`dcoin_linear.Rd`

The idea is that the coin before handling has some probability of heads, but each time it is picked up that probability could change (maybe it is bent by the statistician's mighty thumb). The slope gives the amount of change in this probability each flip: for example, a coin that starts fair and which has a slope of 0.01 has a probability of heads of 0.51 (0.50 + 0.01) on its first flip, 0.52 on its second, and so forth. If the act of flipping has absolutely no effect on the probability of heads, slope can be set to be zero, though using stats::dbinom() for this particular edge case should be faster.

dcoin_linear( nheads, nflips, preflip_prob = 0.5, slope = 0.1, log = FALSE, outside_bounds_is_NA = FALSE )

nheads | Number of heads |
---|---|

nflips | Total number of flips (heads and tails) |

preflip_prob | Probability of heads before the coin is handled |

slope | How much the probability changes each time the coin is flipped |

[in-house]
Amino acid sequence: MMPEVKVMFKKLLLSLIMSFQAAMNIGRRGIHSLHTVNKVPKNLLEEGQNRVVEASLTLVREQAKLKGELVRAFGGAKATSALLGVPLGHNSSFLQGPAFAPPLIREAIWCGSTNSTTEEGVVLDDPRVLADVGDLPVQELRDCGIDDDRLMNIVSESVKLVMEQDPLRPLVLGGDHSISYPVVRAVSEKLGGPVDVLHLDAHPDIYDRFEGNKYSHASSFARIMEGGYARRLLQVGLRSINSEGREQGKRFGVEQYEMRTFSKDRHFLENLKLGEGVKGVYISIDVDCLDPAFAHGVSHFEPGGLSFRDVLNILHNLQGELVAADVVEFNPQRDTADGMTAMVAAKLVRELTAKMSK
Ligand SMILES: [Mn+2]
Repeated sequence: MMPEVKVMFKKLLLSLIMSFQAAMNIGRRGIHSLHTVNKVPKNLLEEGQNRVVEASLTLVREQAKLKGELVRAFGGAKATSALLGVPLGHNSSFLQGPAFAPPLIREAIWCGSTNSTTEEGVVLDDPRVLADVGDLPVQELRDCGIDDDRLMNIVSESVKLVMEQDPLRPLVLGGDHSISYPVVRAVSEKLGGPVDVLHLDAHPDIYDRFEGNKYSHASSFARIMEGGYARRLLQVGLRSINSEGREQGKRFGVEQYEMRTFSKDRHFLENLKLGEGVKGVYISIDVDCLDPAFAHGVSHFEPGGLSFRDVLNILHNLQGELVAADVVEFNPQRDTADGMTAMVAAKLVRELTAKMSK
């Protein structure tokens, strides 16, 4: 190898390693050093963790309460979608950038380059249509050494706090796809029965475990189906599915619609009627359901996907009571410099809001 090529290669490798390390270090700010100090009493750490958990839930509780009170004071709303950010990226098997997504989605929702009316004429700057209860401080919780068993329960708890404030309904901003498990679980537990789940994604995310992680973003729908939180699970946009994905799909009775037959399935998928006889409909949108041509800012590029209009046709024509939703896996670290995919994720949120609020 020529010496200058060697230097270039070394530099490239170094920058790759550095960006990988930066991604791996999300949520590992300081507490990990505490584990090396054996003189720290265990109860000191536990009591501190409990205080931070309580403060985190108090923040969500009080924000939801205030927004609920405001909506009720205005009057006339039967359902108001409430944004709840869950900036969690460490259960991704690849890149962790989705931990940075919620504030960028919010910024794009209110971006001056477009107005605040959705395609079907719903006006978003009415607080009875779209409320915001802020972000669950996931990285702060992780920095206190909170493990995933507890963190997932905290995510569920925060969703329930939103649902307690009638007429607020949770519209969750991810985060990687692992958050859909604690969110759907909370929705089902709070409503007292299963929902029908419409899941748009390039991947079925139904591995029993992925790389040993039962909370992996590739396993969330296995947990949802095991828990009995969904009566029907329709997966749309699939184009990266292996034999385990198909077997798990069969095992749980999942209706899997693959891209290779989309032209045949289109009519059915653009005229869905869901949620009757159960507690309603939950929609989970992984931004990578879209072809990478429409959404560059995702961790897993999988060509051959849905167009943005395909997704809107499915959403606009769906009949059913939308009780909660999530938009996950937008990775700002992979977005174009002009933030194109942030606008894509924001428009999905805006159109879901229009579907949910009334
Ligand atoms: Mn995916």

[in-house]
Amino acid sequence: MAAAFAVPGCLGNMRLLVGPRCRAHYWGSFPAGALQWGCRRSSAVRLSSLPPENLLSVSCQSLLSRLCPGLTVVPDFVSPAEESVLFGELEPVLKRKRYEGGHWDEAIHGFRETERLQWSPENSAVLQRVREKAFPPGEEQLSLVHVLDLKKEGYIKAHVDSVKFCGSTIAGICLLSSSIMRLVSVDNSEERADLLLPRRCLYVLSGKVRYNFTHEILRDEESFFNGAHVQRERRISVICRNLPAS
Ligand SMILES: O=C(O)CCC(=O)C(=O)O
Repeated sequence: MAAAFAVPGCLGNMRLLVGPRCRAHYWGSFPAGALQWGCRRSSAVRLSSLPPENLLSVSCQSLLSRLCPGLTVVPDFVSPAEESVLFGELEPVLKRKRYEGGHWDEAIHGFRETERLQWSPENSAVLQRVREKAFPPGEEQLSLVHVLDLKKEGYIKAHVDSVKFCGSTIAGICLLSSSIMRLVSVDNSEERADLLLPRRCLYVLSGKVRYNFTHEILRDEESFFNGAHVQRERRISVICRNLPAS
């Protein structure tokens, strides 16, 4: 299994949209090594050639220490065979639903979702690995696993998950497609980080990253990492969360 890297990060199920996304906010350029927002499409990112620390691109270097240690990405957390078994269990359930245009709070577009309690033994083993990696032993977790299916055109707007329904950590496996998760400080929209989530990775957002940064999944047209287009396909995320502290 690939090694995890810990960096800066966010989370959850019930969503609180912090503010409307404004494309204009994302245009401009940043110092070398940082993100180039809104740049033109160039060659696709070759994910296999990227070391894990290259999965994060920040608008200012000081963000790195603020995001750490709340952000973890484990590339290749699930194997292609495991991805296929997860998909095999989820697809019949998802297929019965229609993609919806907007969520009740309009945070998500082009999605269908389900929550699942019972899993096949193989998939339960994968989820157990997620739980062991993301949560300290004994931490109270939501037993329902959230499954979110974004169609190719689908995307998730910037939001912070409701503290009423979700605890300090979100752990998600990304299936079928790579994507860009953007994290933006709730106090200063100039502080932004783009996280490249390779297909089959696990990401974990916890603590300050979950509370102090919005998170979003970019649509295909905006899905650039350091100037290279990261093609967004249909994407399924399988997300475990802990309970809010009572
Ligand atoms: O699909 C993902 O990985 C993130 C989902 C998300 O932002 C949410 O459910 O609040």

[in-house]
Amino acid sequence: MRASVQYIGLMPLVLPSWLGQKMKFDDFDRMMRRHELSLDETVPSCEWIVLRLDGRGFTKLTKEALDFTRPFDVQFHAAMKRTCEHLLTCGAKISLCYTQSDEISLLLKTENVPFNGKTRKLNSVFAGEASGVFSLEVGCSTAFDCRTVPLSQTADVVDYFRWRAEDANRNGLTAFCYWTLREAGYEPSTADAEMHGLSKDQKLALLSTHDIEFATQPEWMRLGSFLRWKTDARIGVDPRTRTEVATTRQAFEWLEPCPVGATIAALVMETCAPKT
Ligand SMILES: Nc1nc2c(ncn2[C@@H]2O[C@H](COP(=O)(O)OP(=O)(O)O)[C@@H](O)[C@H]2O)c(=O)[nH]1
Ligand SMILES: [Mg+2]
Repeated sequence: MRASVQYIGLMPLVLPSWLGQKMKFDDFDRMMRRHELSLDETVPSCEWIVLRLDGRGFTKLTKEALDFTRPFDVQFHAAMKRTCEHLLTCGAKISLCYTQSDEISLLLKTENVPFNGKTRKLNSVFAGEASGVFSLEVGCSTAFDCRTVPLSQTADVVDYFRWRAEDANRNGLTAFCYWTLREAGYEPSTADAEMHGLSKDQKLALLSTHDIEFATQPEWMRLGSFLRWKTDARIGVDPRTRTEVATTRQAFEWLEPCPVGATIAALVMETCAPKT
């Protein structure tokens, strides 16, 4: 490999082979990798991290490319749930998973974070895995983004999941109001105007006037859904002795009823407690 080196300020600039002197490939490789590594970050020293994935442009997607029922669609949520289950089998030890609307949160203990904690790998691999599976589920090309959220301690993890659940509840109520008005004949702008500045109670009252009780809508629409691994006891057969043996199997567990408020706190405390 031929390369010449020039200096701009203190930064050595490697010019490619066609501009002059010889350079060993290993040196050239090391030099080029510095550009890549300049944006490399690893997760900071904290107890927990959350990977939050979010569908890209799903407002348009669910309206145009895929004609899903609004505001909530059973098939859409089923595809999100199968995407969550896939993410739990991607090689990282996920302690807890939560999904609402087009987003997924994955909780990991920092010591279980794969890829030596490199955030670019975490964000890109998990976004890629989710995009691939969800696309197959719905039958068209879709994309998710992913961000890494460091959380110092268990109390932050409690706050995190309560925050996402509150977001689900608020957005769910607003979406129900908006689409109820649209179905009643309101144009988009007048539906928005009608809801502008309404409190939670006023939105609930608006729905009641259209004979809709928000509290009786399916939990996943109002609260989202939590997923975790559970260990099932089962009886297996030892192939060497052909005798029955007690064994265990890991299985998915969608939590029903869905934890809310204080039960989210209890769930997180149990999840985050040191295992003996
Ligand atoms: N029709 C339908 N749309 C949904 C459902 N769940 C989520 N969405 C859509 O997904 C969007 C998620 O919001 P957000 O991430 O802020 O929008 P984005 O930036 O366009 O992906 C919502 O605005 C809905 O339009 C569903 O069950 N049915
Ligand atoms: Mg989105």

log | If TRUE return log transformed probabilities. |

outside_bounds_is_NA | If TRUE, if any probability of heads is outside the bounds of probability, the function returns NA. Otherwise, it sets the value to the nearer bound. |

The likelihood of the data (or log likelihood if log=TRUE)

Of course, if all we have is the total number of heads and total number of flips, we do not know if it was HTT, THT, or TTH. For the particular case of a slope set to exactly zero the order does not matter, but in the general case it will. For example, if the probability of heads increases with each flip, HTT is less likely than TTH even though each has one heads out of three flips. The current code looks at all possibilities exhaustively, but more efficient ways to calculate this undoubtedly exist. Pull requests are welcome. It also means this may be slow as the number of flips increases.

For some slopes and preflip probabilities,the probabilities of heads on a given flip may be outside the 0 to 1 bounds. By default, if this happens the function returns NA. If outside_bounds_is_NA is FALSE, it moves the probabilities to the nearer bound.